Since it’s Father’s Day, in honor of all the heroic dads out there, we are talking about comic books! Many parents like to read them with their kiddos and a variety of language skills can be practiced while perusing comics. For some of the tasks below, reading the story isn’t even necessary!
If you are not reading the story and simply perusing the pictures, try asking some of our simple questions. If you and your kiddo are reading the story, our complex questions will delve more into their comprehension of the plot. Either way, when posing our suggested questions, first see if your child can answer. If they are having difficulty, try repeating the question again to let them process what is being asked. If this is not enough support, you can provide 2-3 verbal choices. If they still need assistance, you can provide a visual cue by pointing towards the picture answer on the page. Here are some suggested questions:
Where are they?
Who is that?
Where is ___________? (Insert character or any vocabulary word)
What is _________ doing? (Insert character name)
Who is wearing a purple cape? (Or any other color combined with item of clothing)
What is the story mostly about?
Who is the main character?
Where does the story take place?/What is the setting?
Who is the villain?
What is the problem or conflict in the story?
What is the solution to the problem?
What three words can describe the hero?
What three words can describe the villain?
What will happen next? Why?
How does ____________ feel here? How can you tell? (Insert character name)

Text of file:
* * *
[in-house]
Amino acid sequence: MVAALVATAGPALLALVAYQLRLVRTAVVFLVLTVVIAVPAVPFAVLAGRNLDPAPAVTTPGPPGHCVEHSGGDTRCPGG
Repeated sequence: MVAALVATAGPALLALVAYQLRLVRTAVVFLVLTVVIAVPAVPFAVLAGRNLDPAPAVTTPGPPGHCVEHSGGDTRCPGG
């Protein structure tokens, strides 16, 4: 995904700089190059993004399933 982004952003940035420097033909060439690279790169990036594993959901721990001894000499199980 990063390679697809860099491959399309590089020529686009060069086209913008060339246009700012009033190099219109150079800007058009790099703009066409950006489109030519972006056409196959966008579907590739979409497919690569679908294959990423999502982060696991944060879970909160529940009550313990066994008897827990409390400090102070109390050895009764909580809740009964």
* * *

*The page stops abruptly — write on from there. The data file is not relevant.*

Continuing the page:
What do you like about the story?
What do you dislike about the story?
Just looking at the pictures can be fun! If your kiddo is not into reading the story, simply exploring the illustrations is fine! You can still test their receptive language skills by asking them to point to different items or characters. Based on your child’s language level, you can provide one-step or multi-step directives. Here are some examples of both:
Find someone with a blue cape.
Turn the page.
First point to Superman, and then point to Lois Lane.
Before you close the book, find Thor.
Comics have many illustrations on a page. Children often require practice listening to complex sentences and ensuring they comprehend all the parts presented. Select one picture and describe it. Your child will have to scan the page to find the correct one that has all the components mentioned. (i.e. This picture has a woman falling off a building and Superman is about to catch her.)
Many children with ASD have difficulty identifying the emotions of others. Illustrators draw such vivid pictures in comics and this creates a great opportunity to discuss the features of faces portraying different feelings. Here are some sample discussion questions:
Who looks angry?
How do we know ______ is angry?
Superman has red eyes. Do real people get red eyes when they are mad?
How do you know this character is scared?
What else tells us that someone is sad?
What are your favorite comics to read with kiddos? Comment below!